Betting Blog: William Hill Reports Loss In Profits
William Hill reports drop in profits, despite overall increase in online sports betting
From most perspectives, the online sports betting sector has never been in better health.
The mobile revolution has increased the popularity of the sporting wager among everyday fans and reached a new audience, who would be otherwise reluctant or unable to physically visit a high street betting shop.
The ability to place a bet online adds convenience as well as a greater range of sporting events on which to gamble.
It seems surprising, therefore, that one of the best-known players in the industry, William Hill, has recently announced an 11 percent drop in pre-tax profits for the first six months of 2017.
The company has blamed the drop, from £122 million in the first six months of 2016 to £109 million in the same period of this year, on a lack of major football tournaments over the first part of the year.
Online diversification and live casinos
It has not been all bad news for the famous bookmaker, however, as its online betting and casino offerings, which are examined in more detail at toplivecasino.co.uk, have maintained strong momentum and good returns. This reflects the buoyancy of the overall market, in both the sports betting and online casino spheres.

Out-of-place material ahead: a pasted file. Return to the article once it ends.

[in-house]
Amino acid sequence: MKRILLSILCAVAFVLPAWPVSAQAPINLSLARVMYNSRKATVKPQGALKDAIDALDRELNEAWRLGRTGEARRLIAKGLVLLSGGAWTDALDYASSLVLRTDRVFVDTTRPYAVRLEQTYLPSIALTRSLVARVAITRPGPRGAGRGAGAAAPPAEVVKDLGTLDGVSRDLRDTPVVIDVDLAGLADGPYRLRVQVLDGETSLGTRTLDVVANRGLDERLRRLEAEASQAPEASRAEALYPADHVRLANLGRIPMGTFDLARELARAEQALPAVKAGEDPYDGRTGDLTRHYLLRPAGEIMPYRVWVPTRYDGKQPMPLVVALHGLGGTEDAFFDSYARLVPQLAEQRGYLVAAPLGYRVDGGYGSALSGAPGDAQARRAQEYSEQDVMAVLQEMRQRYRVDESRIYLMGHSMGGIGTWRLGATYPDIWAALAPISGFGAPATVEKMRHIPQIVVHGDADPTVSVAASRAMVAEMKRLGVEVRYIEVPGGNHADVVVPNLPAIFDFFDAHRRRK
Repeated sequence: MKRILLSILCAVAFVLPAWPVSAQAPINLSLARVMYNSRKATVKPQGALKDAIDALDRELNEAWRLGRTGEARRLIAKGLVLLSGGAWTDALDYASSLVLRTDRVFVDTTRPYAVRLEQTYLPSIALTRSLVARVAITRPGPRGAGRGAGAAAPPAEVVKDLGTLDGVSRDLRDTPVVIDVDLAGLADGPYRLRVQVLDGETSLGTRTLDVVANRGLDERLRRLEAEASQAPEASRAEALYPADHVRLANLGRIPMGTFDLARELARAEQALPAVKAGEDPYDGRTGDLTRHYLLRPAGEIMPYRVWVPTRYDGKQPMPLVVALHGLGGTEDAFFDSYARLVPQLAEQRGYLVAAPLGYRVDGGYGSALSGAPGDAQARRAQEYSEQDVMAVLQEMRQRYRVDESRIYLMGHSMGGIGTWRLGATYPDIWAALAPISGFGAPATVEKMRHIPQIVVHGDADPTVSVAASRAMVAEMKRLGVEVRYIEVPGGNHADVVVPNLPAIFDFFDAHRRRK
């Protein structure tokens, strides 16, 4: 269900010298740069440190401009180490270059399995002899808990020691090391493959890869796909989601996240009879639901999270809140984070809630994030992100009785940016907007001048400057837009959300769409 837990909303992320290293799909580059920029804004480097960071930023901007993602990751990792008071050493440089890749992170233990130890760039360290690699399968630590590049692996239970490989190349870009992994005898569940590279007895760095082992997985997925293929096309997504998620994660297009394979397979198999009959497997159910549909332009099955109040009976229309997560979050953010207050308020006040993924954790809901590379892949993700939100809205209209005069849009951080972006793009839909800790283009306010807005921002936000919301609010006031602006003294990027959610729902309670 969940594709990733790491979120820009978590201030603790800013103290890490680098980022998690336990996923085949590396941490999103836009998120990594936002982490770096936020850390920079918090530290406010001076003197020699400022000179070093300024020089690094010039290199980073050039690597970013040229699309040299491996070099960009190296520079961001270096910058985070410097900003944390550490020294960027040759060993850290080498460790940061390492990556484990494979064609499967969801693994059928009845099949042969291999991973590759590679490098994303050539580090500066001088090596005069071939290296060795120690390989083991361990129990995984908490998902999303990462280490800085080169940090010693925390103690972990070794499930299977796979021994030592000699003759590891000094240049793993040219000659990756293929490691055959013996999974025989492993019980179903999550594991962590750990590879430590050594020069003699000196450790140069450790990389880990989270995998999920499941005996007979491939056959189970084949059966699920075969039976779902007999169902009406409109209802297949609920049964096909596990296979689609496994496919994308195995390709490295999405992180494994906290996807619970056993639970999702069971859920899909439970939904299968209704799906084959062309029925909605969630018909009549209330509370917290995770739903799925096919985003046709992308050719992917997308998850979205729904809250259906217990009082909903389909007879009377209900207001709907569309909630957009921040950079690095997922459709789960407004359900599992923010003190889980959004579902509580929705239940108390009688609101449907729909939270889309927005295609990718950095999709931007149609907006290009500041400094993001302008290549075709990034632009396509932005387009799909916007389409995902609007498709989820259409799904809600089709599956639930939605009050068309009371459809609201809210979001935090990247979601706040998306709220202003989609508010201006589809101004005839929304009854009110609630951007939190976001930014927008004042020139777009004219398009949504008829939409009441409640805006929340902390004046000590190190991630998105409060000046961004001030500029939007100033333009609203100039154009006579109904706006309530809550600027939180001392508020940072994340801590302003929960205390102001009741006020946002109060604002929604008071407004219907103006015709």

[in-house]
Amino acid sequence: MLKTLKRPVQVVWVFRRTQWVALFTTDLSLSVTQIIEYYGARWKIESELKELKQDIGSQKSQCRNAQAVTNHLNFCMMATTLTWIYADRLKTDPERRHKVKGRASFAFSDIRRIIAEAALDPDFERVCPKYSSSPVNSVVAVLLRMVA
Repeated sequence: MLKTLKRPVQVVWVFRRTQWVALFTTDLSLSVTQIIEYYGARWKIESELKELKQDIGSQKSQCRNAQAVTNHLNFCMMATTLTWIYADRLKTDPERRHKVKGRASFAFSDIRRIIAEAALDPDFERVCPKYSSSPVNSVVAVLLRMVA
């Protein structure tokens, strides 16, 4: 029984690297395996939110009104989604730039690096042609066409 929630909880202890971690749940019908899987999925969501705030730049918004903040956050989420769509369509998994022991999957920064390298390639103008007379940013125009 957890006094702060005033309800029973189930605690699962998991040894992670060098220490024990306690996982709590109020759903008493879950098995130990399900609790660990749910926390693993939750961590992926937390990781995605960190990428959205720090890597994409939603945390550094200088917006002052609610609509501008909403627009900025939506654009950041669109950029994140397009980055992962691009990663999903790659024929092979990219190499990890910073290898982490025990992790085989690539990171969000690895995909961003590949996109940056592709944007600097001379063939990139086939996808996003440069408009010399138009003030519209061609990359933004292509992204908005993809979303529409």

William Hill is not the only company that has cottoned on to the strong links between these two traditionally separate markets. While the glamour of a casino and the working class roots of the typical betting shop might be worlds apart, it is undeniable that there is a great opportunity for cross selling.
In short, those who like to bet on a horse race or football match might also be tempted to try out roulette or the slots, and vice versa.
The online offering has also brought about an opportunity to offer a richer and wider range of sporting wagers. For one thing, time and geography becomes irrelevant, so gamblers can place a bet on NFL matches in the USA or horse racing in Hong Kong via a simple app.
For another, the immediacy of betting online means that it is now possible to place bets even after a game is underway, bringing a far richer experience for betting enthusiasts.
Are betting shops in decline?
If the online betting and casino industry is in such rude health, is William Hill’s real problem more connected with its own business model?
The company still relies on offline sales through its traditional shops for 55 percent of Group turnover, and this is the area that has seen trouble over recent months.
Cost of sales has risen by two percent, predominantly due to increased staffing costs, while revenue sank by the same percentage to £460 million.
The really interesting thing, however, concerns the amounts being wagered. Online betting amounts rose by an impressive 11 percent online, compared to just two percent in shops.
Similar trends have been seen among the company’s main competitors, Ladbroke and Corals.
However, despite these figures, William Hill is adamant that it will continue to operate with the same blend of shops and online offerings for the foreseeable future.